And then there is the game to pursue. I cut my teeth on the ever present English Sparrows and Starlings, before graduating to a cadre of over educated pigeons in our old dairy barn. Soon I became fairly good at thinning out our local rabbit and squirrel population, with thoughts of bobwhite on my mind.

You could say that a Canada Goose, well, that was an entirely different brand of dreams…and the thought of actually killing a goose of my own was outside the boundaries of my young boy’s possibilities. That all changed one bright, sunny morning on a small farm not far from Maryland’s Chesapeake Bay.

I had spent the early hours with my father and younger brother, hidden in a pit blind amongst the remnants of a picked cornfield and a few dozen goose decoys. The action was slow, and I was restless, being a boy and all, and I decided that chasing squirrels in the nearby woods sounded like a much better proposition.

To be honest, I don’t remember if I had a crack at any squirrels, but I do remember, as if it were just yesterday, the unmistakable form of what seemed like an impossibly large Canada Goose gliding into a glistening farm pond on the far end of the property.

All thoughts of squirrels now gone, I remember doing my best Indian stalking imitation as I crept towards a small group of trees on one end of the pond. Barely able to still my beating heart, I could not help but hope that maybe, just maybe, this goose was mine.

I remember peeking my eyeballs through the brush and over the rough bank of the pond, but…nothing. My heart sank as I took one more step, and then suddenly, there he was, his body broadside, suddenly alerted, that all-seeing eye wide and gleaming.

I wish that I could tell you that I made a perfectly executed shot as he gained speed on those powerful wings and crossed sharply with a brisk and snappy tailwind at his back.

Truth is, completely flustered, I missed him cleanly twice as he ran along the edge of the pond, flapping for all he was worth like a fully loaded B-52 Bomber, finally connecting with my last and final round just as his feet were about to leave the ground. I pounced upon him like a starving coyote, beaming with pride and accomplishment and knowing that this goose was without any doubt the finest trophy in all the world.

Looking back, you might wonder, as I sometimes do, if my enthusiasm may have gotten the better of me, and maybe I should have given him a little more time to get fully off of the ground before taking those shots.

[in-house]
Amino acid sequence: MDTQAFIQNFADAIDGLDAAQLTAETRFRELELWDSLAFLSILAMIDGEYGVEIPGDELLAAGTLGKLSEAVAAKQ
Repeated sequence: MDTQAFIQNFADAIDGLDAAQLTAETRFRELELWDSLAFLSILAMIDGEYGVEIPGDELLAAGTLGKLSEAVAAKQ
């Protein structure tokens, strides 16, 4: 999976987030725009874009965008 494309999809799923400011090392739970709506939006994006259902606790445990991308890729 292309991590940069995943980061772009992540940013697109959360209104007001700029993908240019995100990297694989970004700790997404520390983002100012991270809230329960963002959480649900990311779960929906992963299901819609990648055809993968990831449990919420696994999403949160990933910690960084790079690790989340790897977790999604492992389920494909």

But then again, perhaps not.

After all, a young boy can stand a little edge, when it comes to a first goose.

Good Hunting!

Michael Patrick McCarty

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and Stormy.

A goose represents the rebel in all of us and because they’re wild and free, they have a certain quality that shines out and makes us wish that we were not bound to labor in life, but rather that we could drift as they do with the seasons.”Paul S. Bernsen, The North American Waterfowler, 1972

A Late Night Postcard Of The Best Kind

Seasons Greetings!

Two Bull Elk Feed In Late Winter Snow

Winter is the Tough Time

 

I arrived home past midnight last night, to find a small herd of elk feeding in an open pasture to the west. My neighbor keeps his horses here, and I have an unobstructed view of it from our house on the hill. I spotted them as I walked over to our dog kennel on the fence line, and as I studied them I saw a big cow raise her head, just to let me know that she was watching me too.

 I don’t suppose I will ever tire of seeing elk. They have a way of taking over the conversation, you might say, to make you pause in mid sentence when you spy one, to make you completely forget whatever you had been doing at the time, as if the world is a mere background created just for them. It has always been this way between the elk and I.

 They looked particularly surreal this night, quietly feeding on a blanket of fresh, white powder, surrounded by the mystical light of a high, full moon. I am struck by the picture quality of it all, the sharp crispness of the image frozen in the cold night air. I can only smile. It is a perfect moment in time.

 

A Labrador Retriever In The Snow, Watching For Animals Hidden In The Trees

Watching For What Comes

 

 My dogs knew they were out there, of course, being that they were no more than 100 yards away with just some old wire to separate them. They had probably been watching them for some time, waiting for me to come home, whining nervously, and wishing they could run over and join up. The elk, for their part, paid us no mind, as they pawed in the snow. They had seen this show before and are not as impressed as us.